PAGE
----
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The Washington Post: Coronavirus vaccines for adults and teens are obvious. Not so for younger kids.

Children's Mercy vaccine clinic

By Alexandra Ellerbeck

Experts say it’s a no-brainer for adults and adolescents to get vaccinated against the coronavirus.

But for younger kids, the case isn’t as clear cut.

The Centers for Disease Control and Prevention authorized the Pfizer BioNTech coronavirus vaccine for use in children ages 12 to 15, though it could be months before a vaccine is approved for use in children younger than 12. Pfizer has said it could apply for emergency use authorization for vaccines in this younger age group by early fall, and Moderna may be on a similar timeline.

The CDC reports that 159 children under age 12 have died of covid-19 — that’s a little more than three in every 1 million kids. And it’s not that different from a bad flu year.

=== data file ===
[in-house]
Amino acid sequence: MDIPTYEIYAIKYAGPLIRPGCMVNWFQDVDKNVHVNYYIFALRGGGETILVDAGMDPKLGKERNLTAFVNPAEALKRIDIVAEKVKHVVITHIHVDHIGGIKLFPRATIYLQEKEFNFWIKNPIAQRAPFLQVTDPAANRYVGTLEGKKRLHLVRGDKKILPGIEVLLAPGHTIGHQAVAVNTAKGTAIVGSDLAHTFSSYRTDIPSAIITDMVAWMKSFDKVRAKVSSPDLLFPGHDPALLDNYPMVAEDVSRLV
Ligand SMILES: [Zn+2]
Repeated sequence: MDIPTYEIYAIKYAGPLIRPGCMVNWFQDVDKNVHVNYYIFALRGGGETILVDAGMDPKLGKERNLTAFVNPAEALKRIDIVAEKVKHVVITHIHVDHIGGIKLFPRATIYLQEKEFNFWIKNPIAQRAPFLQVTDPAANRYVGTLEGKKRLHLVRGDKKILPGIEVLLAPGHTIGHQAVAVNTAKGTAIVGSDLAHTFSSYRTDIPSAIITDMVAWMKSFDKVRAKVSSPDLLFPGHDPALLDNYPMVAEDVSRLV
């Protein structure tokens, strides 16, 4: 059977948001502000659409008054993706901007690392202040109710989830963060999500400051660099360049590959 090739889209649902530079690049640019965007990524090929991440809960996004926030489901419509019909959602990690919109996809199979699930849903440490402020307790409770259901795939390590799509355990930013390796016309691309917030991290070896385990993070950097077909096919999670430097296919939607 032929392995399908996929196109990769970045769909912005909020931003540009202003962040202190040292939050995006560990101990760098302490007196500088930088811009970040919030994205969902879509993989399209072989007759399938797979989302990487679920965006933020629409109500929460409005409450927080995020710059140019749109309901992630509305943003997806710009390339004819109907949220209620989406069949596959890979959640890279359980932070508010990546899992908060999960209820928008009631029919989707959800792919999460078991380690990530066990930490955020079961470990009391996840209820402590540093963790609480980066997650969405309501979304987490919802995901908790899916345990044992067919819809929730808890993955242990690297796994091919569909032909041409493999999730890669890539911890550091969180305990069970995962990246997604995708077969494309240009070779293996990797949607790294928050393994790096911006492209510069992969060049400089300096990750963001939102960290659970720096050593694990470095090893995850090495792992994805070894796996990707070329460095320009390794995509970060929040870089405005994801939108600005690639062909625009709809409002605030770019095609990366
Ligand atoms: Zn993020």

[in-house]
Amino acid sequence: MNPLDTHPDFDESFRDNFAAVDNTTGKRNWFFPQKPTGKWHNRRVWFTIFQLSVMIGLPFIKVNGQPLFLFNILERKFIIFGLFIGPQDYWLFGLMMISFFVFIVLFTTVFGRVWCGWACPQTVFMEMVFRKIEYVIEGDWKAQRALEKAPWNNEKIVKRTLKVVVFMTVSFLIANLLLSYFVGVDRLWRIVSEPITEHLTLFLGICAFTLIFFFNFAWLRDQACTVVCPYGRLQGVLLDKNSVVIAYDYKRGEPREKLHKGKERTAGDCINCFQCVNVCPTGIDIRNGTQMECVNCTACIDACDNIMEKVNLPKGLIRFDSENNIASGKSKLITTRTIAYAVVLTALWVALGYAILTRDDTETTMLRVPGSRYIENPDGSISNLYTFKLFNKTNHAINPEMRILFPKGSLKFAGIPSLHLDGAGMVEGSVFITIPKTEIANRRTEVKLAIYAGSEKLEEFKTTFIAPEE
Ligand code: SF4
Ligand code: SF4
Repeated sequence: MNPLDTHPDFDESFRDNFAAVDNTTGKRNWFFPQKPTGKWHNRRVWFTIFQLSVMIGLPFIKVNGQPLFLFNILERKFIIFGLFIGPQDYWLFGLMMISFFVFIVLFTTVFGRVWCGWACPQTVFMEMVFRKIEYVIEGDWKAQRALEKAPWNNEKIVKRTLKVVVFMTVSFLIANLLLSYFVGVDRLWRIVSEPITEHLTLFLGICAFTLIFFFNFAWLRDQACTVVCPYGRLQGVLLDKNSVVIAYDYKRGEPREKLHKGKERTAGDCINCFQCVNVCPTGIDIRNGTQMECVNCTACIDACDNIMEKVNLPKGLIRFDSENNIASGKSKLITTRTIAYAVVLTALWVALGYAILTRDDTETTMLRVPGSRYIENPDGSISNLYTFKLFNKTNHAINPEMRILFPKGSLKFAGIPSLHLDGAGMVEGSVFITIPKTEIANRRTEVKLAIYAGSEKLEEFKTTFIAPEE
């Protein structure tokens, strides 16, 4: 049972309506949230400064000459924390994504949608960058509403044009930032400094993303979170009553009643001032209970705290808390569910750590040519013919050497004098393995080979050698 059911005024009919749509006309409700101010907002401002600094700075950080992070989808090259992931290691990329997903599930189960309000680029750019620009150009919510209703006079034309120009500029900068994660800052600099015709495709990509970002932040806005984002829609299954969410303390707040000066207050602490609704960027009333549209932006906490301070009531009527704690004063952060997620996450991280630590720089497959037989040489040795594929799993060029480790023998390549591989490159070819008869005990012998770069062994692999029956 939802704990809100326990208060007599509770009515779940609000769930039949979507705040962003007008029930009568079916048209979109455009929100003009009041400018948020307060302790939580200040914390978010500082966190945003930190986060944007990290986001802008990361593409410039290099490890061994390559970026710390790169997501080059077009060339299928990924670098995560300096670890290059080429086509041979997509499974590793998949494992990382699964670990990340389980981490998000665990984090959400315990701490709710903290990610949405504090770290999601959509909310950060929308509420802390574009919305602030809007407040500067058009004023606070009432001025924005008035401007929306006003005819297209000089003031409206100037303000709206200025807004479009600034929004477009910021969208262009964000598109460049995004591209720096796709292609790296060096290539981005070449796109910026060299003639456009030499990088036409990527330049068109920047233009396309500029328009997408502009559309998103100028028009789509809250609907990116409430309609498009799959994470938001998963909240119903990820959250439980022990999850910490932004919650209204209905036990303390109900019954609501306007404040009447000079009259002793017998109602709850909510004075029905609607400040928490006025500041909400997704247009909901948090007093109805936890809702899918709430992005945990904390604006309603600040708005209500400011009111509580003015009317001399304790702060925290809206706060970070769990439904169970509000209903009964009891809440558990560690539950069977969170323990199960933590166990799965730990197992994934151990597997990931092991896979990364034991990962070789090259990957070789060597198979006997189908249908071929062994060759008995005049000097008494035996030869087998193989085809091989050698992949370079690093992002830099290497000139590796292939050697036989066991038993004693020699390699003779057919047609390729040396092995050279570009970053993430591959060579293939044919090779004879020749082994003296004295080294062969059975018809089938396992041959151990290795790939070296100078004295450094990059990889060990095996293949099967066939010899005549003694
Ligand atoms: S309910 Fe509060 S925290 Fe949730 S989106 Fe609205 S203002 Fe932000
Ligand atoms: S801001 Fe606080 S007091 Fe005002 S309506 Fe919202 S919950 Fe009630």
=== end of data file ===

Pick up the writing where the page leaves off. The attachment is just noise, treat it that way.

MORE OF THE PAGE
More children have been hospitalized: About 56 out of every 100,000 kids under 4 years old have been hospitalized. For children ages 5 to 17, it’s 35 out of 100,000. There’s some debate, too, over how often covid-19 infections can cause lingering effects in children.

The Pfizer pediatric trial is enrolling 4,600 kids, and Moderna is enrolling 6,750. Although the trials test safety and immune response, those study sizes may not be big enough to catch the type of rare event that occurs 1 in 10,000 times. 


Read the full article via The Washington Post

Learn more about COVID-19 vaccine at Children's Mercy